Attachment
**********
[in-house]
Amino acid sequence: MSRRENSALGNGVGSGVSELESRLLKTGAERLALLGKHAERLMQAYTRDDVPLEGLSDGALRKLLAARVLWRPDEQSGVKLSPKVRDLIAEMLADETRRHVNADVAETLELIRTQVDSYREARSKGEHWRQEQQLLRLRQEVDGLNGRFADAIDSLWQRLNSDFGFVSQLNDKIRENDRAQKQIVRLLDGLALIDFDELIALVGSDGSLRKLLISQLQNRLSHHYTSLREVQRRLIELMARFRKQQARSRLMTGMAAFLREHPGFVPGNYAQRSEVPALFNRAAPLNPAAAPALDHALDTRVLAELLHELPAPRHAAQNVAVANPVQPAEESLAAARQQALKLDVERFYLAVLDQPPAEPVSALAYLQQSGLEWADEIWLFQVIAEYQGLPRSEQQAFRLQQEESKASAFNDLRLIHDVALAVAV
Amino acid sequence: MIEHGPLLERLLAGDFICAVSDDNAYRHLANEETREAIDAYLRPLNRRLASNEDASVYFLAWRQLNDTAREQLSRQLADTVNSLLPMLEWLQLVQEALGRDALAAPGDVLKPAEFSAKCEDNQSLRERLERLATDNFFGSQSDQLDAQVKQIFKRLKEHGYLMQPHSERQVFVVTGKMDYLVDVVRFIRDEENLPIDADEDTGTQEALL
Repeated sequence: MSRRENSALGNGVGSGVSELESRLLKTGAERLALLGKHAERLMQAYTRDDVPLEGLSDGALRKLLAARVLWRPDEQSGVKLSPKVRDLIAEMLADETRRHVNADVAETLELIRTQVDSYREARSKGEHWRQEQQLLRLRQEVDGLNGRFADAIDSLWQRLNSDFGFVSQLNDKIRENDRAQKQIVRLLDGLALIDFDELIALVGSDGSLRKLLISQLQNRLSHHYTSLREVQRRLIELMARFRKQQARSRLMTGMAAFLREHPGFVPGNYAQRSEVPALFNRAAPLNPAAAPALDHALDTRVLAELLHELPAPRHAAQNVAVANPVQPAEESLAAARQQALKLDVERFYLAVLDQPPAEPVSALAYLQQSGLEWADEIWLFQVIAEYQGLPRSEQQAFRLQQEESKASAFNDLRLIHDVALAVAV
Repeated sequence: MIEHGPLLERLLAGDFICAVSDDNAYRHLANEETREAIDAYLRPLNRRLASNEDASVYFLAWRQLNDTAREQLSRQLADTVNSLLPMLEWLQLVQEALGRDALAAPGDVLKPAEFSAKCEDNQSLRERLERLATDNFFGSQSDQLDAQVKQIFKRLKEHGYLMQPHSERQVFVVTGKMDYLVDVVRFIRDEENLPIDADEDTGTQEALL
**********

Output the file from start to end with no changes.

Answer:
[in-house]
Amino acid sequence: MSRRENSALGNGVGSGVSELESRLLKTGAERLALLGKHAERLMQAYTRDDVPLEGLSDGALRKLLAARVLWRPDEQSGVKLSPKVRDLIAEMLADETRRHVNADVAETLELIRTQVDSYREARSKGEHWRQEQQLLRLRQEVDGLNGRFADAIDSLWQRLNSDFGFVSQLNDKIRENDRAQKQIVRLLDGLALIDFDELIALVGSDGSLRKLLISQLQNRLSHHYTSLREVQRRLIELMARFRKQQARSRLMTGMAAFLREHPGFVPGNYAQRSEVPALFNRAAPLNPAAAPALDHALDTRVLAELLHELPAPRHAAQNVAVANPVQPAEESLAAARQQALKLDVERFYLAVLDQPPAEPVSALAYLQQSGLEWADEIWLFQVIAEYQGLPRSEQQAFRLQQEESKASAFNDLRLIHDVALAVAV
Amino acid sequence: MIEHGPLLERLLAGDFICAVSDDNAYRHLANEETREAIDAYLRPLNRRLASNEDASVYFLAWRQLNDTAREQLSRQLADTVNSLLPMLEWLQLVQEALGRDALAAPGDVLKPAEFSAKCEDNQSLRERLERLATDNFFGSQSDQLDAQVKQIFKRLKEHGYLMQPHSERQVFVVTGKMDYLVDVVRFIRDEENLPIDADEDTGTQEALL
Repeated sequence: MSRRENSALGNGVGSGVSELESRLLKTGAERLALLGKHAERLMQAYTRDDVPLEGLSDGALRKLLAARVLWRPDEQSGVKLSPKVRDLIAEMLADETRRHVNADVAETLELIRTQVDSYREARSKGEHWRQEQQLLRLRQEVDGLNGRFADAIDSLWQRLNSDFGFVSQLNDKIRENDRAQKQIVRLLDGLALIDFDELIALVGSDGSLRKLLISQLQNRLSHHYTSLREVQRRLIELMARFRKQQARSRLMTGMAAFLREHPGFVPGNYAQRSEVPALFNRAAPLNPAAAPALDHALDTRVLAELLHELPAPRHAAQNVAVANPVQPAEESLAAARQQALKLDVERFYLAVLDQPPAEPVSALAYLQQSGLEWADEIWLFQVIAEYQGLPRSEQQAFRLQQEESKASAFNDLRLIHDVALAVAV
Repeated sequence: MIEHGPLLERLLAGDFICAVSDDNAYRHLANEETREAIDAYLRPLNRRLASNEDASVYFLAWRQLNDTAREQLSRQLADTVNSLLPMLEWLQLVQEALGRDALAAPGDVLKPAEFSAKCEDNQSLRERLERLATDNFFGSQSDQLDAQVKQIFKRLKEHGYLMQPHSERQVFVVTGKMDYLVDVVRFIRDEENLPIDADEDTGTQEALL